The Critic: The Idealist puts Aaron Swartz at the crux of the freedom-of-information debate
The Idealist puts Aaron Swartz’s legacy at the center of the copyright debate. By Joshua Brustein
When Aaron Swartz committed suicide in 2013, the 26-yearold Internet prodigy and activist was facing felony prosecution under the Computer Fraud and Abuse Act ( CFAA) for illegally downloading thousands of academic journal articles from Jstor, an online database. For Swartz, accessing the information was an act of defiance against a system that unjustly restricted it. He’s since become a martyr for the Free Internet movement, which advocates for a barrier-free Web. It only takes Justin Peters a dozen pages of his sympathetic biography of Swartz to trot out one of the movement’s best-known cliches and commandments, “Information wants to be free.” To Peters’s credit, he doesn’t let the idea go uncomplicated.
Swartz’s story has been told before, including in a long article Peters published on Slate mere weeks after his death. The precocious programmer had a hand in creating seminal Web products such as RSS, the technology underlying newsreaders like Flipboard, and he was one of the founders of the online message board Reddit. His radical tactics as an activist occasionally rubbed even those who agreed with him the wrong way. Still, many questioned why he faced imprisonment for a crime they likened to taking too many books out of the library.
The Idealist is compelling, even if it offers no major factual revelations. Instead, Peters tries to place the story in the context of a centuries-long struggle between the owners of intellectual property and those trying to pry it from their control. He unearths some memorable moments, such as when John Philip Sousa warned in 1906 that, without stronger copyright laws, people would stop making music. “Human vocal cords would soon atrophy, then ultimately vanish, like early man’s vestigial tail,” he said. (Sousa got the law he was hoping for, so his theory was never fully tested.)
In debates over intellectual property legislation, policymakers have tended to side with the Sousas, who want to be able to make money from the rights they hold. Peters, whose mother was sued by a record-industry group after his sister downloaded some songs from Napster, makes no bones about throwing in his lot with the losing team. In one chapter, titled “A Tax on Knowledge,” he argues that U.S. intellectual property policy is based on a “dictatorial notion of culture.” In another passage, he compares stringent copyright laws to waves of zombies in a horror movie, “unable to be stopped, only slowed down or outrun.”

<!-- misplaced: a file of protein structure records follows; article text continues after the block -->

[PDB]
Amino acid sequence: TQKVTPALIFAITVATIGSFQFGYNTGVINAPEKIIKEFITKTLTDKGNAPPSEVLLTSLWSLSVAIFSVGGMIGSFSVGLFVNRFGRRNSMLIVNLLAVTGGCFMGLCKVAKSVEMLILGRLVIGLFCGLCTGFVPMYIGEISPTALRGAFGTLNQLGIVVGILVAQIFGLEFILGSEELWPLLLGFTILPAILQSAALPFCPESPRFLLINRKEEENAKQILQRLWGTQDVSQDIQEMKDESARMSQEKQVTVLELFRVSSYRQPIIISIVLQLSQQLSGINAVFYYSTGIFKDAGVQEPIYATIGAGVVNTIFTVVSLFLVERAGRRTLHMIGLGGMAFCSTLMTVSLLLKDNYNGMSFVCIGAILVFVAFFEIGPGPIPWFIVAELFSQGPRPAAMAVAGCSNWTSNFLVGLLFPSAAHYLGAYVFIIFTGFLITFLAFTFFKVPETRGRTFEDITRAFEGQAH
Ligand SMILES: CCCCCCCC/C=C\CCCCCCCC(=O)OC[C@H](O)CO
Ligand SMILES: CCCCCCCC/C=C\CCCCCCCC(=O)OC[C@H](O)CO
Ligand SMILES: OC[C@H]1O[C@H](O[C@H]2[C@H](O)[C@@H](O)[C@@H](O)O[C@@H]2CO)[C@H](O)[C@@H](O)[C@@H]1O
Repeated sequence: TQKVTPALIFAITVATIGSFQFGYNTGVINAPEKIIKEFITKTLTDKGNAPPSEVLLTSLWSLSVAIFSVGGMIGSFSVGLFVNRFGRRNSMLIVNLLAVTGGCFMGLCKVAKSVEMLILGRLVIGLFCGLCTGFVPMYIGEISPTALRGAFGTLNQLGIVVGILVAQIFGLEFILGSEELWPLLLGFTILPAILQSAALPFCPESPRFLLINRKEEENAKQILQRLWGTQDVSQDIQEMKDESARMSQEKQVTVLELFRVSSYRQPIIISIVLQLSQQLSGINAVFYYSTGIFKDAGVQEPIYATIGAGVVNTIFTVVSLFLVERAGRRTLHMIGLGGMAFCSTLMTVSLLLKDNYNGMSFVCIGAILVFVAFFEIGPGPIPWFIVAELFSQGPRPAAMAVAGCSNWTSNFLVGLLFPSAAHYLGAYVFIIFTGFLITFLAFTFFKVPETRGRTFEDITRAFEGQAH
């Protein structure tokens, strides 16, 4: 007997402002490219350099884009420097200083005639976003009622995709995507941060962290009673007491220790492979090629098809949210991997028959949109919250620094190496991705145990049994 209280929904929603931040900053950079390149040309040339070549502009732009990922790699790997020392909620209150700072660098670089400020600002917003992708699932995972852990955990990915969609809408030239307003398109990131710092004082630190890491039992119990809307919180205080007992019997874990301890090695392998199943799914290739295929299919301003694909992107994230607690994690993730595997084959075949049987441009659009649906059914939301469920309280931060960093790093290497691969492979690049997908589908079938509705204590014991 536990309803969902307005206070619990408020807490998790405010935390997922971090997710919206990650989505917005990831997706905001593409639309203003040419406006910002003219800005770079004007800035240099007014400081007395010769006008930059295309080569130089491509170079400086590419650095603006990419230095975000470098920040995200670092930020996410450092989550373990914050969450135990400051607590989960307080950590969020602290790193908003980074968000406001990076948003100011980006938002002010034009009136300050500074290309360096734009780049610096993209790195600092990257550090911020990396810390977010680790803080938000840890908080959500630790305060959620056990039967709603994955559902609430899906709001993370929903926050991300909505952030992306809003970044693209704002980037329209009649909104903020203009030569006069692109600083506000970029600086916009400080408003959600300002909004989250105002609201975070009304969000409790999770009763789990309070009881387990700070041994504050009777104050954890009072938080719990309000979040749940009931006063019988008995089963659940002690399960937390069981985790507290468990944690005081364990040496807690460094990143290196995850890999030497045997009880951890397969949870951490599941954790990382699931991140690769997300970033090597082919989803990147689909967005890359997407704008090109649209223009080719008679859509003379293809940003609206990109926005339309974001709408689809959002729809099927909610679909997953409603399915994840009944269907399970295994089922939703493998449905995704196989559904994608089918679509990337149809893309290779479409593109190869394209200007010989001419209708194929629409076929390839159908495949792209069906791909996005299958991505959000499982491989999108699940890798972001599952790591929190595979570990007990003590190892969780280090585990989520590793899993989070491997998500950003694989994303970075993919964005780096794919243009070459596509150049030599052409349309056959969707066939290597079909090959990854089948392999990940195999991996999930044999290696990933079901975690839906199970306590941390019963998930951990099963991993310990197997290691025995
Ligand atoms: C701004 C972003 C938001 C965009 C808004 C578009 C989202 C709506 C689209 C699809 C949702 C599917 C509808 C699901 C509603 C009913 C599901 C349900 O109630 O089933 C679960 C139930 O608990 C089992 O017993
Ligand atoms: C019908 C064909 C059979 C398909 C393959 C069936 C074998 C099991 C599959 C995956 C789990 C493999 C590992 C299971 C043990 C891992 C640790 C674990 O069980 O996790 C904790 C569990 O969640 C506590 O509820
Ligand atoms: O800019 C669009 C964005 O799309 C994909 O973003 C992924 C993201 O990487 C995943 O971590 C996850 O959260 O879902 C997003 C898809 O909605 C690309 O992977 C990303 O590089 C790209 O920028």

Where the Internet is concerned, debate often focuses on the unauthorized distribution of commercial content such as movies and music, aka piracy. There’s wide disagreement about how much piracy costs the entertainment industry in lost revenue. The Motion Picture Association of America has estimated it’s as much as $58 billion a year just for the film community, though it backed away from that number after being criticized by copyright foes and entertainment groups alike. Swartz’s work focused more on using technology to free academic research and public records, where the argument for freedom of information seems stronger. The government funded much of the research in the Jstor database, which can cost hundreds of thousands of dollars to access, and the academics who conducted it weren’t expecting to make a living off royalties. Another database targeted by Swartz, Pacer, contains many documents that aren’t covered by copyright protection at all.
As Peters reminds us, “Information wants to be free” was originally meant as a paradox, not a rallying cry. “Information wants to be free, because it has become so cheap to distribute, copy, and combine—too cheap to meter,” wrote social activist Stewart Brand in 1987. “It wants to be expensive because it can be immeasurably valuable to the recipient. That tension will not go away.”
Swartz’s death re-proved Brand’s statement. When the news of his suicide broke, there was an immediate outcry against overuse of the CFAA, originally passed in 1986 and modified in haphazard fashion to account for new media, to crack down on people doing things as seemingly minor as violating a website’s terms-ofservice agreement. Progress, however, has been elusive. Members of Congress have twice introduced a bill called Aaron’s Law that would offset some of the most far-reaching parts of the CFAA. It’s never made it to a vote. <BW>